The first thing that comes to my mind when I think of ecstasy is an art exhibit I attended when I was about 16 weeks pregnant. The exhibit was called Ecstasy: In and About Altered States, and the art was supposed to replicate the experience of being on drugs. It was, to say the least, a trip. One of the first pieces I experienced (because that is the only word I can use) was a round yellow pod that looked like a small space craft. People were lined up to go in one at a time and sit on the black velvet stool in the center of it and stare at the walls, which were also black velvet and covered with rhinestones. Inside of the round, sparkling space, with no corners for reference, I quickly lost my sense of up from down. This odd feeling was enhanced by the bizarre audio clips that were being piped in from an old Zsa Zsa Gabor sci-fi film.
The exhibit also included paintings, short films, installations, sculptures of giant mushrooms, and lots more, but my favorite exhibit was one that I saw on the map but couldn't find in the museum. There was only a huge, blank wall where it was supposed to be. The wall separated the space between exhibits and on one end, there was a passageway to the next space. I asked a security guard where Exhibit #4 was and he said "right here." We were standing in that slim passageway and he pointed to the thick wall. "The wall moves,” he said. "It's on a motor. This gap will narrow and then get wider again. Just wait."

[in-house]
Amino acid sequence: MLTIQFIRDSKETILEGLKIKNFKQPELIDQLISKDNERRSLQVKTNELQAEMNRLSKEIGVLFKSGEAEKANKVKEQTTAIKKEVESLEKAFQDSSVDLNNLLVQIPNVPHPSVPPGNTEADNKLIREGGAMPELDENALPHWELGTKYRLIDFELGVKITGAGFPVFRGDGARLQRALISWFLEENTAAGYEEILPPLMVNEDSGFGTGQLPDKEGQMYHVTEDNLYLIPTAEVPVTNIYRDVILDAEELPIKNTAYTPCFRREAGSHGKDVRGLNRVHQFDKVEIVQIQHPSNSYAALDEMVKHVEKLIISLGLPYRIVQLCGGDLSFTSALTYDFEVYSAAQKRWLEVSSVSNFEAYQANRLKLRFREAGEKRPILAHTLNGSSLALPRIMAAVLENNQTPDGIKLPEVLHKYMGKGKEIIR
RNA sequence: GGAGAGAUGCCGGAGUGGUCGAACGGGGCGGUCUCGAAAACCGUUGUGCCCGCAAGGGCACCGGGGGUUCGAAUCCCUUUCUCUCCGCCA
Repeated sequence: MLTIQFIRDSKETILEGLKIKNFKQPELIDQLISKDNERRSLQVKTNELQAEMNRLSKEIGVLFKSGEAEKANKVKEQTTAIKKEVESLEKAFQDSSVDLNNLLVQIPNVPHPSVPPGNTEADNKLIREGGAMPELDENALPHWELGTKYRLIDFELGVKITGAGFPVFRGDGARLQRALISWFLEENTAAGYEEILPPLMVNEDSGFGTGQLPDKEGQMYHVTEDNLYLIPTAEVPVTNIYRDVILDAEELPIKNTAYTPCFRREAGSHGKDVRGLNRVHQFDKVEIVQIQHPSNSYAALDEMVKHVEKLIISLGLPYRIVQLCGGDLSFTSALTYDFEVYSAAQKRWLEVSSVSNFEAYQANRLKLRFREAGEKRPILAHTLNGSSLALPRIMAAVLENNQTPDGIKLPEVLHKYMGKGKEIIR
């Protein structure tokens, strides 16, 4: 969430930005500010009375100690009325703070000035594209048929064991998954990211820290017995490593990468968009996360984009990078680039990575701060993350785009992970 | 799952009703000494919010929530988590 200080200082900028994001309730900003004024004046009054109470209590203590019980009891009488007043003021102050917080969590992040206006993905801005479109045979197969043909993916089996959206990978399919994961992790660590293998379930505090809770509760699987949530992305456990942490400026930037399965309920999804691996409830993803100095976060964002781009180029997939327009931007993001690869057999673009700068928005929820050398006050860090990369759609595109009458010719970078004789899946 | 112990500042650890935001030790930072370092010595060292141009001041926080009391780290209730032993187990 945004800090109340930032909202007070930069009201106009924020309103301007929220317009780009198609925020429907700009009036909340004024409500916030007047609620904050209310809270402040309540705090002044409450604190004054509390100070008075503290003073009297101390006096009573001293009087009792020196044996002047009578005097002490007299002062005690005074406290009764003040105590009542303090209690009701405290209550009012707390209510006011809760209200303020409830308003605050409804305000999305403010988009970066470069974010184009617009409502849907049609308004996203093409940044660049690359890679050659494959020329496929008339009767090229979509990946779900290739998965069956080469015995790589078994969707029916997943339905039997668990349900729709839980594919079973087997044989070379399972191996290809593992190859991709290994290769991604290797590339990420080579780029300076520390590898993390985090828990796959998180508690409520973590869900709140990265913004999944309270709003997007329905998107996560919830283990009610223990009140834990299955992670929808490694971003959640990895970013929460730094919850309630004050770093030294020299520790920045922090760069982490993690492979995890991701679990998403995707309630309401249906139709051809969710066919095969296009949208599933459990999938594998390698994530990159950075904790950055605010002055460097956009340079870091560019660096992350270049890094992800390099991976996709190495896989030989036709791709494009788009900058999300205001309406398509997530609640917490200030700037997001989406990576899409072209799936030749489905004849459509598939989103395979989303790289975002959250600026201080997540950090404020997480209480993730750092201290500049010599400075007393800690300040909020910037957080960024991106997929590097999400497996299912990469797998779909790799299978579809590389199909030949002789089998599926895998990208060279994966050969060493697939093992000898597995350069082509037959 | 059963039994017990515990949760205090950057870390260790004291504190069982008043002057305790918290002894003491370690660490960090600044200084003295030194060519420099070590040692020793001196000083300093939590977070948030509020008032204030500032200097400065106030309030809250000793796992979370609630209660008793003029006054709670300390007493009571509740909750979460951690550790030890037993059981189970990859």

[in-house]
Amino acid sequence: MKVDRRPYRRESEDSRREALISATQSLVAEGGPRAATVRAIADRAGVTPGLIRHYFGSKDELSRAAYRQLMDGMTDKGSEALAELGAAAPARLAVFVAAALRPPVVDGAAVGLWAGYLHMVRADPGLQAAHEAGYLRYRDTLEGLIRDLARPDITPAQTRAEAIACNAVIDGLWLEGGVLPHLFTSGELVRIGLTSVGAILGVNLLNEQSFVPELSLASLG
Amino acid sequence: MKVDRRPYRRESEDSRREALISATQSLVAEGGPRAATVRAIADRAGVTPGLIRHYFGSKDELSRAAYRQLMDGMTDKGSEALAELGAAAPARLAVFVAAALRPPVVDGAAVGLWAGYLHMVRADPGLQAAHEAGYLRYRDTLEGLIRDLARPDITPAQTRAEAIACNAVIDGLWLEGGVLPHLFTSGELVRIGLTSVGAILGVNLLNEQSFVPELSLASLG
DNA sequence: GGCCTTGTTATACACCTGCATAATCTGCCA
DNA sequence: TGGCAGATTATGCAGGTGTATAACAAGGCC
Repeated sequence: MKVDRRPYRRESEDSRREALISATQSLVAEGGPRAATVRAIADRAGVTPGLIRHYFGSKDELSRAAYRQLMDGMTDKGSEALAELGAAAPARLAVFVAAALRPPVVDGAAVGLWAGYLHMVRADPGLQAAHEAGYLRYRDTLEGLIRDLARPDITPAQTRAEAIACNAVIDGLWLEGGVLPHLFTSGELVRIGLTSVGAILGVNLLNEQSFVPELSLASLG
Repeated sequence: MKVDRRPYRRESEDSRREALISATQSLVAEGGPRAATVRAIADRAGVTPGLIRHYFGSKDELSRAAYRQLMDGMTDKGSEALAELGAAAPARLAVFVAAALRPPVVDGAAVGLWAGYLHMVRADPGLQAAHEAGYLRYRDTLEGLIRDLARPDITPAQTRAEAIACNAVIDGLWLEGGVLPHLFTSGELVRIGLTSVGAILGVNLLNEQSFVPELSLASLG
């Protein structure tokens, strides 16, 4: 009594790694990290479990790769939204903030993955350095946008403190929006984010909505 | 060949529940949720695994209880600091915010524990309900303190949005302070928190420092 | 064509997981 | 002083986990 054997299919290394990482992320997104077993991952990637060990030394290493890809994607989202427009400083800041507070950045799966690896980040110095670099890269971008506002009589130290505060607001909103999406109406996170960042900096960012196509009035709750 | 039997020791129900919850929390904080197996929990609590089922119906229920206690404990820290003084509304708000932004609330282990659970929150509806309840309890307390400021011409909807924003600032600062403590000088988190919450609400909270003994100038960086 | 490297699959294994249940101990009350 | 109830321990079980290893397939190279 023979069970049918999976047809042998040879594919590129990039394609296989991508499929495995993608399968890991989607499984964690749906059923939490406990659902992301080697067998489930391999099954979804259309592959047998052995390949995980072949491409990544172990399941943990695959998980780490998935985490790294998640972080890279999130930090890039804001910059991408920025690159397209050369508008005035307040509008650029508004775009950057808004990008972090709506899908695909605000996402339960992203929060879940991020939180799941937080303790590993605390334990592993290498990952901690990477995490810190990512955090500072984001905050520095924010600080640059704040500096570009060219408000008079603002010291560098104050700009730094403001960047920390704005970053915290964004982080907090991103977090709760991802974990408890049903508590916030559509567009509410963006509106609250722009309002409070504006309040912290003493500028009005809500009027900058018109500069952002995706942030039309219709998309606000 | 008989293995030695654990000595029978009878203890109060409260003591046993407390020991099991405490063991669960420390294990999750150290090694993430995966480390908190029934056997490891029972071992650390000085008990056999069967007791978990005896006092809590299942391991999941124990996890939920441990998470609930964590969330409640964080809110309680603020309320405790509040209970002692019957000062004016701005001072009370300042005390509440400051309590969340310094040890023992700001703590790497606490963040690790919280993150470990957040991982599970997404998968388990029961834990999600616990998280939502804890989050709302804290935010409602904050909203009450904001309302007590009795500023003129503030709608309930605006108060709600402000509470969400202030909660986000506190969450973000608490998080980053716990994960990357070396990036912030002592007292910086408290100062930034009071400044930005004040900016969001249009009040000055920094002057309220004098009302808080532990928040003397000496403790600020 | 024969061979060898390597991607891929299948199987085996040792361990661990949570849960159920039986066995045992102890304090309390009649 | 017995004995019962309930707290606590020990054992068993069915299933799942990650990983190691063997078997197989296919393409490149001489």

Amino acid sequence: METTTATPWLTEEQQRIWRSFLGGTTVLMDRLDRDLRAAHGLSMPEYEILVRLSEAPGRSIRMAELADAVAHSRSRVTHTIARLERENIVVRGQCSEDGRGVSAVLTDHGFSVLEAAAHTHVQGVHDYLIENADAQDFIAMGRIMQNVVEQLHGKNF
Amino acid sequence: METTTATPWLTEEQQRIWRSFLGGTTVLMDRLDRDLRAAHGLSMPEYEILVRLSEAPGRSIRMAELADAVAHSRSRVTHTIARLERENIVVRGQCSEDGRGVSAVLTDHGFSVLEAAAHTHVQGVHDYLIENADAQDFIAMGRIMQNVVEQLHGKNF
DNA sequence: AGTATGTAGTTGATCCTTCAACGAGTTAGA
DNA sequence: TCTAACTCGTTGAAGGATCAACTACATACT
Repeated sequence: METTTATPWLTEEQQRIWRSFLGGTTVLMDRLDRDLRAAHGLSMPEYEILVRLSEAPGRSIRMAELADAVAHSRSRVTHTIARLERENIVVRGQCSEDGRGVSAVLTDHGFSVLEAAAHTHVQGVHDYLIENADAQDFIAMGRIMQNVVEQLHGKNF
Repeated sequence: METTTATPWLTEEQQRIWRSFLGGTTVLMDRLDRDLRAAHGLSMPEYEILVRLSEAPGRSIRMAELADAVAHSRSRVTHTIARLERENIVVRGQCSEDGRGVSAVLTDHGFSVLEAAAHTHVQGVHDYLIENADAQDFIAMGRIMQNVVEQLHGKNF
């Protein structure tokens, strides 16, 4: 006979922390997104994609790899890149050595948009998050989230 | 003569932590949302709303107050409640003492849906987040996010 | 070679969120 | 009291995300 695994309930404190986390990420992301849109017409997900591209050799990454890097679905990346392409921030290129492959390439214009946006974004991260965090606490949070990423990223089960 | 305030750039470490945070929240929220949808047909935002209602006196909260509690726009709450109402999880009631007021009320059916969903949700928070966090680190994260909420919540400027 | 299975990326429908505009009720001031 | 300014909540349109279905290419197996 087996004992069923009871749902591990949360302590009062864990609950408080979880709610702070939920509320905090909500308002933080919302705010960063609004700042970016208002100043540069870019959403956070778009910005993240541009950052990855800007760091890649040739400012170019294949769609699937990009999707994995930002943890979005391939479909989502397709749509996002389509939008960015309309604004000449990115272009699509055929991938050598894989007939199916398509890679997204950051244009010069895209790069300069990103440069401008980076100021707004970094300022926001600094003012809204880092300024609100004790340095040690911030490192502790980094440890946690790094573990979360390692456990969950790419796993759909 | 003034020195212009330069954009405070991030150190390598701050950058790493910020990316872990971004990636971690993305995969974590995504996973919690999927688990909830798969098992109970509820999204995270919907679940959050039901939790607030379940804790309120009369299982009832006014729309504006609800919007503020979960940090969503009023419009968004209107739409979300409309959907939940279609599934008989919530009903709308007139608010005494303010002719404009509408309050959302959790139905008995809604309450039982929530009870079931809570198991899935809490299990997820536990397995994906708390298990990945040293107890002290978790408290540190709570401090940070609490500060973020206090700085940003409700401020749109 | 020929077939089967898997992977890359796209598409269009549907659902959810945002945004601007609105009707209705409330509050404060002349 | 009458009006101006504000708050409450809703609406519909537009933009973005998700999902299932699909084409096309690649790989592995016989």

My friends and I wondered at the artistic value of a moving wall, and wondered if the guard was messing with us. So we watched the wall to see if we could detect any movement. We stood perfectly still, staring at the wall and the floor till our eyes blurred. Many people were coming in and out of the gap and some of them gave us funny looks and walked past. After several minutes we realized that the wall had indeed moved. We also realized that staring transfixed at a wall for 10 minutes was perhaps the funniest and most drug-like experience of the whole day.
Of course, that was one of the draws to the exhibit. I overheard lots of people talking about whether or not different exhibits were anything like their drug experiences. Since the strongest thing I have ever been on is Benadryl, I couldn't fully participate in any of these conversations. But if you consider the simplest definition of ecstasy (a trance-like state where an individual transcends or dissociates from normal consciousness) which is also generally the outcome of narcotics use, then there was one installation piece that did it for me.
It was the last exhibit. It was a dark black room, and on the way in, I was directed to grab a pillow. There was meditative music playing and the atmosphere was very calming. I sat on the cousin and stared at what looked like a large black planter box with many colored lights shining on it. From the box, smoke (or perhaps chalk dust) was rising and twisting and curling. If you have ever stared at smoke rising, you know how mesmerizing it can be. Add the slowly shifting colors of the lights and the peaceful music and I quickly entered a peaceful, beautiful trance. I was hardly aware of my body at all. I had gone inside and was thinking about my unborn child and contemplating things of a spiritual nature. I hadn't felt so at peace in months.